Treasury Secretary-designee Janet Yellen and Deputy Treasury Secretary-designee Wally Adeyemo “reaffirmed their commitment to placing racial equity at the center of economic recovery, focusing on the households, businesses and communities hardest hit by the pandemic, and to pursuing economic policies that address the long-term, systemic and structural issues that have led to the racial wealth gap and economic disparities that exist today,” the Biden-Harris transition team said about the virtual roundtable.
Among the participants were activists who have supported the “defund the police” movement, such as Black Lives Matter co-founder Alicia Garza, Color of Change President Rashad Robinson and National Director of the Working Families Party Maurice Mitchell.
Biden and other Democratic leaders have criticized the phrase “defund the police” recently.
“That’s how they beat the living hell out of us across the country, saying that we’re talking about defunding the police. We’re not. We’re talking about holding them accountable,” Biden said in a meeting with civil rights leaders last week, according to leaked audio first obtained by The Intercept. “We’re talking about giving them money to do the right things. … We’re talking about spending money to enable them to do their jobs better, not with more force, with less force and more understanding.”
Former President Obama told Snapchat host Peter Hamby earlier this month that the “snappy” slogan may draw attention to the cause, but it “makes it a lot less likely that you’re actually going to get the changes you want done.”
House Majority Whip James Clyburn, the highest ranking Black member of Congress, told NBC News last month that the slogan hurt Democratic candidates in the election and that “these headlines can kill a political effort.”
Black to the Future Founder Alicia Garza, who met with Yellen and Adeyemo Monday, has defended the movement.
“This movement, which really helped to push [Biden’s] campaign over the finish line, was used as a political football all throughout this election cycle and that was true in 2016 as well,” Garza told Politico last week.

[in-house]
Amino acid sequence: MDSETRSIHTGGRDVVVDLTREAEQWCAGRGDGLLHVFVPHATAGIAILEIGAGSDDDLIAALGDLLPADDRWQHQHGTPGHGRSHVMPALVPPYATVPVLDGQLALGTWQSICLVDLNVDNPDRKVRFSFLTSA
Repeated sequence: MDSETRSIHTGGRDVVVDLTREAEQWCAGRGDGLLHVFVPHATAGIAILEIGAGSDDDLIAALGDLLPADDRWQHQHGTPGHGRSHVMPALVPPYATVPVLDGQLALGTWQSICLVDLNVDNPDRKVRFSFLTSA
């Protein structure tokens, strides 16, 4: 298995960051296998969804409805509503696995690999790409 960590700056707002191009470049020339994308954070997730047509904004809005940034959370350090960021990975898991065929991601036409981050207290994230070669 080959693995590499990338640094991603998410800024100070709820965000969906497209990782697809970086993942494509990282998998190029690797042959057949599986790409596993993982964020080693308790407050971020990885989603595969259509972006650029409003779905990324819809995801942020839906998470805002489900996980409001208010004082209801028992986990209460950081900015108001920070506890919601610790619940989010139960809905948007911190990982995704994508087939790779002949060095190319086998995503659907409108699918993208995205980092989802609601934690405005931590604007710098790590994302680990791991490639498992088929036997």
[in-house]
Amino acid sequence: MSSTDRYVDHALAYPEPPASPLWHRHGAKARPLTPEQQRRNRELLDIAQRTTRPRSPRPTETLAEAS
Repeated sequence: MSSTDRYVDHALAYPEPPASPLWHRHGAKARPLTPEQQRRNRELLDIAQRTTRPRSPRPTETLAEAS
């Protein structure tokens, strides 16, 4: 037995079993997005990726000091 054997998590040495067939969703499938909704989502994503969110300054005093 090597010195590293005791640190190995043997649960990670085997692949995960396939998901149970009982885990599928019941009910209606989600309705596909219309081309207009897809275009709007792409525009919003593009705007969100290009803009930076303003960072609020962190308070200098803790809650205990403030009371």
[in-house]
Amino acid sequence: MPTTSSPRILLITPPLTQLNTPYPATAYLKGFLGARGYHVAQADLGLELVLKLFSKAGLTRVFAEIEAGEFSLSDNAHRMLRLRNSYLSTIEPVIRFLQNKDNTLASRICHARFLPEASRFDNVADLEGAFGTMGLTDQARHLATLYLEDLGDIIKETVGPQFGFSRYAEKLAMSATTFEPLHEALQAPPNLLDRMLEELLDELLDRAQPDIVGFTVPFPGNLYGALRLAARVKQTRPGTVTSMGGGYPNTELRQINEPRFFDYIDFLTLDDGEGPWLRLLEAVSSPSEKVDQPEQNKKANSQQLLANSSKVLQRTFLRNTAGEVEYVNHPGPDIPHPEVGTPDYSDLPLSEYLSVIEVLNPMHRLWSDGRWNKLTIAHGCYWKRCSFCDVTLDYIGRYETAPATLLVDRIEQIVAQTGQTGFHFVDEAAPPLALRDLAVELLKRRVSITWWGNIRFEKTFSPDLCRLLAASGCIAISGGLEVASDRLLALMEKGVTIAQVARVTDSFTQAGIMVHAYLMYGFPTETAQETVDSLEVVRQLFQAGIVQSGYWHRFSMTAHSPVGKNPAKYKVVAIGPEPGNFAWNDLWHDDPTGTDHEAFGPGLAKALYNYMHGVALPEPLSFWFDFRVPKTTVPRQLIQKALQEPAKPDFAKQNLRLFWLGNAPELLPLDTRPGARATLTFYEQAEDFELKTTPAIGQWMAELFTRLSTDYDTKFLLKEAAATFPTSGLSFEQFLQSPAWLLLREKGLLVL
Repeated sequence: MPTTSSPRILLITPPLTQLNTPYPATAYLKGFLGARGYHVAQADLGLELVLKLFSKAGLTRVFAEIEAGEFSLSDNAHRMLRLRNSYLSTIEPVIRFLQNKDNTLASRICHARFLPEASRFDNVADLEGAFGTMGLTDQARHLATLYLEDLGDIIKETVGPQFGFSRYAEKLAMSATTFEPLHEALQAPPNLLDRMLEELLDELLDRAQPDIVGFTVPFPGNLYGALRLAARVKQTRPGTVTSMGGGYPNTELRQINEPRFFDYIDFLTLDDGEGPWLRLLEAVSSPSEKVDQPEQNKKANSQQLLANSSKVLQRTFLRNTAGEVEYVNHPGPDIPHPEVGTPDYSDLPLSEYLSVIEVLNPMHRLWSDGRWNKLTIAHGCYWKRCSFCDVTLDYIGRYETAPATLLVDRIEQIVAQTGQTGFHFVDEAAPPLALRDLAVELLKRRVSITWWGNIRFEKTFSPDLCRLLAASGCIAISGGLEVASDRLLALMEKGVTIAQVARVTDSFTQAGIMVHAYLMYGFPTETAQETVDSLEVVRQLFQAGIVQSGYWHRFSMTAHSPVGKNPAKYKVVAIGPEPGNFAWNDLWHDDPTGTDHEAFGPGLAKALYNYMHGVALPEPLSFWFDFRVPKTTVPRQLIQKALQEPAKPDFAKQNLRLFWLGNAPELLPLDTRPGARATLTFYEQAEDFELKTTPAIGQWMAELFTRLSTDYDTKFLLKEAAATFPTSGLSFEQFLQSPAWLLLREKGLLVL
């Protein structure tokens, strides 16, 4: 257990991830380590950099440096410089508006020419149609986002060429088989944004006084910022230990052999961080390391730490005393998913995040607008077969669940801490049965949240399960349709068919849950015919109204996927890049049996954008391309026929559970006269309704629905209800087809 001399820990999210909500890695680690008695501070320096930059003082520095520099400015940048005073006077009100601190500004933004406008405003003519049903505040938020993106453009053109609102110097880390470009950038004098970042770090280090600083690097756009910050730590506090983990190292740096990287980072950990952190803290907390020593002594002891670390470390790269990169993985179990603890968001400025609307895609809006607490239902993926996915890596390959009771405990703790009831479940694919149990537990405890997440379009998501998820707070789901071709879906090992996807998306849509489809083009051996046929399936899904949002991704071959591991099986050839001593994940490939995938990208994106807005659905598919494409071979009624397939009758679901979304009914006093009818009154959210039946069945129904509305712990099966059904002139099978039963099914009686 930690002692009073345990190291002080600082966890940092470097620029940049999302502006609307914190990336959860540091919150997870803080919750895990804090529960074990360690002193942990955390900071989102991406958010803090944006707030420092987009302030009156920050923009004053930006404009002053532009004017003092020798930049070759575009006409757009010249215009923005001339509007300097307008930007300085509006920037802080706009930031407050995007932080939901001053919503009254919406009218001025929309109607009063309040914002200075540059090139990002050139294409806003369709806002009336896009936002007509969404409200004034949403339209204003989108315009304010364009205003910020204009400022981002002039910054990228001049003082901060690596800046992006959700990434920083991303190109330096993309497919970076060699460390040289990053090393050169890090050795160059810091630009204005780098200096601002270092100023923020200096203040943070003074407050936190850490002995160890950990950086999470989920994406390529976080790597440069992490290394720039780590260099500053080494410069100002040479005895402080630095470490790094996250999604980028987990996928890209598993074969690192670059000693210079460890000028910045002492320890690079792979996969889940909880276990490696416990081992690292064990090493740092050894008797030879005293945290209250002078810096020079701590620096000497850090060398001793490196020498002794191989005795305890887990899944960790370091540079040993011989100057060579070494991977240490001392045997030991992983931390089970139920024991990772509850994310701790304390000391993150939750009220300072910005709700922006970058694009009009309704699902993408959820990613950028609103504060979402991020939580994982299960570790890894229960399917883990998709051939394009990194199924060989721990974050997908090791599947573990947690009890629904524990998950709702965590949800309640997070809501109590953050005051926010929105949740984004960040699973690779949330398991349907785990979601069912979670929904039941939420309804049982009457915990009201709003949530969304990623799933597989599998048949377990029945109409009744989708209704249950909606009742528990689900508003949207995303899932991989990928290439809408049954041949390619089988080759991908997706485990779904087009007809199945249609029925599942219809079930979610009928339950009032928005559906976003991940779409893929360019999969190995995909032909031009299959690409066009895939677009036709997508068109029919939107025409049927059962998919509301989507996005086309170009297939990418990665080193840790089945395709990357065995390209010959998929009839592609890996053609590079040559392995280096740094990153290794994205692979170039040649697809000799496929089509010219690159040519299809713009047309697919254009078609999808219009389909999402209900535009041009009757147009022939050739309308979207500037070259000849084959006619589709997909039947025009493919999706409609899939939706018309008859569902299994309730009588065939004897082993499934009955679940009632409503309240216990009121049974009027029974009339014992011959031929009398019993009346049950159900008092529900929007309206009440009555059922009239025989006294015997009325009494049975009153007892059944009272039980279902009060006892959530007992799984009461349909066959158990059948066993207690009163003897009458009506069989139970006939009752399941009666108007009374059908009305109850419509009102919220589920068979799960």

“There’s a lot of valuable airspace that was used to be condescending to the very people who have opened the imagination of what this country can be — and how we can get closer to the promise that this country has offered to so many.”
The Treasury nominees and racial justice advocates also discussed helping communities of color recover from the coronavirus pandemic Monday.
“The conversation was positive, and covered a range of topics, including the powers that the Treasury has to help hard-struck communities, especially communities of color, recover equitably from the pandemic and the recession; and longer-term ways to improve racialized wealth disparities in the United States,” Felicia Wong, president and CEO of the Roosevelt Institute, told Fox News.
Yellen said at an event earlier this month that the Biden administration has an “obligation” to “address deeper structural problems” like racial and gender inequality.
“Out of our collective pain as a nation we will find collective purpose to control the pandemic and build our economy back better than before, to rebuild our infrastructure and create better jobs, to invest in our workforce, to advance racial equity and make sure the economic recovery includes everyone,” Yellen said.